Oil development in the Arctic poses a wide of range of threats to polar bears ranging from oil spills to increased human-bear interactions. As oil development increases in polar bear habitat, there is an increased risk that oil spills will occur. It is probable that an oil spill in sea ice habitat would result in oil being concentrated in leads and between ice floes resulting in both polar bears and their main prey (ringed and bearded seals) being directly exposed to oil. Studies have shown that polar bears exposed to oil will absorb large quantities of oil in their fur. Following oil exposure, polar bears groom themselves and can digest sufficient oil to result in kidney failure, digestive system disorder, and brain damage that ultimately result in death. Other effects include loss of insulation from fur, hair loss, and skin and eye irritations.
Another concern is that seals covered in oil may be a major source of oil to polar bears. The effects of minor and chronic exposure to oil are unclear. The general consensus is that a polar bear population exposed to a large oil spill could suffer widespread mortality sufficient to greatly reduce the population but this is dependent upon the time of year, sea ice conditions, and the area of the spill. Given the low population growth rates of polar bears, a population damaged by an oil spill may take many years to recover. Another concern from oil development arises from exploration methods such as seismic surveys. Studies suggest that polar bears are sensitive to disturbance at maternity den sites. Disturbance could occur both when a pregnant female is selecting a den site and during the winter-spring after the cubs are born. If exploration or development occurred sufficiently close to a den, the mother may abandon the den prematurely or abandon her offspring. It is thought that with careful planning and control of exploration activities, the impacts can be reduced.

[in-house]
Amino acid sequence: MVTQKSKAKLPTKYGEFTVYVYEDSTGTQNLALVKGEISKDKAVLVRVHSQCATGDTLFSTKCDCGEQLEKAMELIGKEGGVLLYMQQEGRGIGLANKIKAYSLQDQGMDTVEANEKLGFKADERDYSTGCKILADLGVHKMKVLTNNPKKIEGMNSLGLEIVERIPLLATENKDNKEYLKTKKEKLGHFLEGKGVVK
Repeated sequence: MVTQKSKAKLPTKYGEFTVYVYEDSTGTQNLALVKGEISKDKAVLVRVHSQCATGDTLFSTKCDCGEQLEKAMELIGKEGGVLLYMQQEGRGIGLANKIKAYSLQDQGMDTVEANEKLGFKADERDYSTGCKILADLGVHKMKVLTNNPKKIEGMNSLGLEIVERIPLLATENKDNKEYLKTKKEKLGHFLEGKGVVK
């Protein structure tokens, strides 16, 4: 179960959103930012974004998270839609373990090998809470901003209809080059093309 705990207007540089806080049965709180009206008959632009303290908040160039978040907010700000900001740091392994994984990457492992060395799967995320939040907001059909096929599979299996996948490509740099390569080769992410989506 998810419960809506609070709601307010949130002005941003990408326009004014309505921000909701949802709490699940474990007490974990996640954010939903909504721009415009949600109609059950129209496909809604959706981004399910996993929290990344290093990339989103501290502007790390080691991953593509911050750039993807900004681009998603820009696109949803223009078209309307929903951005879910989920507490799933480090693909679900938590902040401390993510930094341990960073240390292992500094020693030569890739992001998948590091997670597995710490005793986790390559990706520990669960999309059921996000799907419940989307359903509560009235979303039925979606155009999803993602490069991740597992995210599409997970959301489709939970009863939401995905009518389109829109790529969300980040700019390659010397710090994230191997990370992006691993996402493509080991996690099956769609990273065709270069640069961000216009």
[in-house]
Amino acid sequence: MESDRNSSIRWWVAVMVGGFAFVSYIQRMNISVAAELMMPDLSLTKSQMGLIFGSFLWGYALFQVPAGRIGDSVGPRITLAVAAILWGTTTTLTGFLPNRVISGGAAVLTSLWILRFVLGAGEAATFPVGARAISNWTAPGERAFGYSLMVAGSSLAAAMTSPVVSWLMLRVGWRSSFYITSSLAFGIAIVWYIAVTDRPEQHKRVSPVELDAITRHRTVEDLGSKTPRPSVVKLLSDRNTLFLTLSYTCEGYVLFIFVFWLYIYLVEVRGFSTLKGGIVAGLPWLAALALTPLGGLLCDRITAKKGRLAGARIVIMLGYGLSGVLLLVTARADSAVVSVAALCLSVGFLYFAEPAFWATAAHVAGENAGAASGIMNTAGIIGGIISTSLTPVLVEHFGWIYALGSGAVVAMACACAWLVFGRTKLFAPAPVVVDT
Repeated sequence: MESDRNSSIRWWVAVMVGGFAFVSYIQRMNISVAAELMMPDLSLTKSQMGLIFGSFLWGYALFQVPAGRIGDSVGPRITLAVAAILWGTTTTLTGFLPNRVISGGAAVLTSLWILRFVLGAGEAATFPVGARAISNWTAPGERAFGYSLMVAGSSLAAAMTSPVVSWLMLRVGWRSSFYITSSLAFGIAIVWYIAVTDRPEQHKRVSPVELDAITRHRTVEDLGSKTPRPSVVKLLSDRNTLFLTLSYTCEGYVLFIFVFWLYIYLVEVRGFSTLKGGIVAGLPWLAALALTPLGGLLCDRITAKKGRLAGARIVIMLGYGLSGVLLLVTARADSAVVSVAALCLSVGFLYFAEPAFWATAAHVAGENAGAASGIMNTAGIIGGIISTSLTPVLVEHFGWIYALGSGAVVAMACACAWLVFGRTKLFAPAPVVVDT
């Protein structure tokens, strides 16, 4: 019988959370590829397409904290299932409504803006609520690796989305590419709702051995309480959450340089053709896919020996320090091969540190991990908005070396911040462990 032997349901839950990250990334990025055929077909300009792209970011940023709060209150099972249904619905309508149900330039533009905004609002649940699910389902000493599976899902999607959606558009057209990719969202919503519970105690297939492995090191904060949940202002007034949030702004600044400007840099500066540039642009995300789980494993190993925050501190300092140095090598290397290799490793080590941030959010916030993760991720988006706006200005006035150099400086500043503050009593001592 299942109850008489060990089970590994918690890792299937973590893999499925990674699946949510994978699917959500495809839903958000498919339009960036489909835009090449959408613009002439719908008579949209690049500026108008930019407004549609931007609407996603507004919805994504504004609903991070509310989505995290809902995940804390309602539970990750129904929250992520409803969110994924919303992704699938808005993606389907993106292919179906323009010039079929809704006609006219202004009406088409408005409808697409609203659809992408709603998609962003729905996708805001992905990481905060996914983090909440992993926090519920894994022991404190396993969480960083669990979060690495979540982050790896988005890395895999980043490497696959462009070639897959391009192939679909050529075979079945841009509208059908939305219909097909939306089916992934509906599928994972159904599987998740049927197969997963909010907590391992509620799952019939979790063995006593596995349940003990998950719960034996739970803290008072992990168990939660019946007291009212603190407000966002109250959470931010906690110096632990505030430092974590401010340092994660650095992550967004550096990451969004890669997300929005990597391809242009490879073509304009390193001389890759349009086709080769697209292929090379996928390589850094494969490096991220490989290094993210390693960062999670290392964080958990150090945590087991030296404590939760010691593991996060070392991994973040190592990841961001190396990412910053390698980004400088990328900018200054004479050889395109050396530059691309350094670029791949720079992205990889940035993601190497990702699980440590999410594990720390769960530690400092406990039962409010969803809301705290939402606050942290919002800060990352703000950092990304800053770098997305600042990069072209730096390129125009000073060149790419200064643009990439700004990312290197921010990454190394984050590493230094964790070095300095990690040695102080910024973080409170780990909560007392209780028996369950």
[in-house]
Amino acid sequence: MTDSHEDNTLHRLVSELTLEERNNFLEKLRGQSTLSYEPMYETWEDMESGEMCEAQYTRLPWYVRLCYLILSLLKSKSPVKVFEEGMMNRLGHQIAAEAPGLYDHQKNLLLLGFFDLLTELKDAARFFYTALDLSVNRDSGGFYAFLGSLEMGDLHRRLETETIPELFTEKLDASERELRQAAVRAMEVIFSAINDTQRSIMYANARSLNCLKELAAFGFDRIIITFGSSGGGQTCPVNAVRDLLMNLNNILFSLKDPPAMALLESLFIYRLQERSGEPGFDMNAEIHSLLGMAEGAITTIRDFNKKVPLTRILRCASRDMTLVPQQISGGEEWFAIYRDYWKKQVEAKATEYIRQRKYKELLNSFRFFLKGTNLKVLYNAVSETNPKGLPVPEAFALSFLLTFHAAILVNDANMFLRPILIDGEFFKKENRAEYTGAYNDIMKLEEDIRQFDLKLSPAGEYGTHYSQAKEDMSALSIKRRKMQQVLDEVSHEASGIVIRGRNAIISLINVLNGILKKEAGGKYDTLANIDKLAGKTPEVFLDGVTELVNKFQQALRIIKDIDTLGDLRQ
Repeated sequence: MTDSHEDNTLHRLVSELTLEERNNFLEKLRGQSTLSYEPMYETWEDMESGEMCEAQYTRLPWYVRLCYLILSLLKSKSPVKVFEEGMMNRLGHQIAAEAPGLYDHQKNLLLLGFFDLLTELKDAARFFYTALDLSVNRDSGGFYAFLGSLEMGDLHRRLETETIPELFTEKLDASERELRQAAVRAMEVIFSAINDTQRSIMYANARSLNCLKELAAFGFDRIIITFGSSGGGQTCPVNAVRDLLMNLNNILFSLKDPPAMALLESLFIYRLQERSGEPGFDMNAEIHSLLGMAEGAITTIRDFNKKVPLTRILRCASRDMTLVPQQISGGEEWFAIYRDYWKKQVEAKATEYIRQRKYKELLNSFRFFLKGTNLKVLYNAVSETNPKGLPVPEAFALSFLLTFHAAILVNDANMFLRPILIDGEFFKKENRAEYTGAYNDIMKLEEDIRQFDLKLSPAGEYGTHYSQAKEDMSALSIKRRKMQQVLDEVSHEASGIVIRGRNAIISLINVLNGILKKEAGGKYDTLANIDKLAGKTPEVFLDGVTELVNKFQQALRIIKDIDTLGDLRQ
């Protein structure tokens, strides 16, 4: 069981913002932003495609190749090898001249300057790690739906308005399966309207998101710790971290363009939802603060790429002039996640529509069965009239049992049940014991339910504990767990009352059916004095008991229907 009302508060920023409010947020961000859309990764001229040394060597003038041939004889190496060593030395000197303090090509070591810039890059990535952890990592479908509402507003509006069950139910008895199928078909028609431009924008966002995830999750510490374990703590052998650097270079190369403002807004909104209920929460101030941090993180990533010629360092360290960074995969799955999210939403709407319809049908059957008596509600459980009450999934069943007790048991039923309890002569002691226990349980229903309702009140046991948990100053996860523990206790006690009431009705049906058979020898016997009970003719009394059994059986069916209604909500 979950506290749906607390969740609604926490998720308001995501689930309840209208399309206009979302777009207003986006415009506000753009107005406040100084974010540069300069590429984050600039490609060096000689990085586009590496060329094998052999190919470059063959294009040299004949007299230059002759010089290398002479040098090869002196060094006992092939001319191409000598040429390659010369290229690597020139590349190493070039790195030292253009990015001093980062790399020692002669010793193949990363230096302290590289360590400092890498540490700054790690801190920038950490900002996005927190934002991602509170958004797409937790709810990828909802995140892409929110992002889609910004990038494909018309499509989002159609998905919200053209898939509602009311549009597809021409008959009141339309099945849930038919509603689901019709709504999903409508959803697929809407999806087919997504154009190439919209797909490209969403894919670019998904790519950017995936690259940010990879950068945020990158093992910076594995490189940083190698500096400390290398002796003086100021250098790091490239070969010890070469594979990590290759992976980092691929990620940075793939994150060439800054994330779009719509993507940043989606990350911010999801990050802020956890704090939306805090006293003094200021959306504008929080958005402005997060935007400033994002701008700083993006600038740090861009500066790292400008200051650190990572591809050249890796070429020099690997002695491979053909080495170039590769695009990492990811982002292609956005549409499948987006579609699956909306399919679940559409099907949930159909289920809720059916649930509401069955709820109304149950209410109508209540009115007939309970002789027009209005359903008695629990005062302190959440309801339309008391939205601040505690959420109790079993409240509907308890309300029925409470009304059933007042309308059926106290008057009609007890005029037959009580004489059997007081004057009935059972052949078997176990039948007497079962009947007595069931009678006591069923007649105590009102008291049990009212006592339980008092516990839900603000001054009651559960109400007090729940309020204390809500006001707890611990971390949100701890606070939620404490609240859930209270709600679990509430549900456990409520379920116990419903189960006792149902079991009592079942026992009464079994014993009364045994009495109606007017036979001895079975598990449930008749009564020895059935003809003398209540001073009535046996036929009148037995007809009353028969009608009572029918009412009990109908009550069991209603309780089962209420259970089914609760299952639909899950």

The effects of increased ship traffic, pollution from drilling compounds, and the effects of noise on polar bears and their prey are unknown. Ice-breaking vessels may have negative impacts on the breeding habitat of ringed seals but these effects are likely to be fairly localised.
Another area of concern is increased human-bear interactions. Polar bears are often attracted by the smells and sounds associated with human developments. This attraction to developments can increase the number of bears killed in an area. In some areas, special polar bear monitors are hired to scare bears away from oil rigs.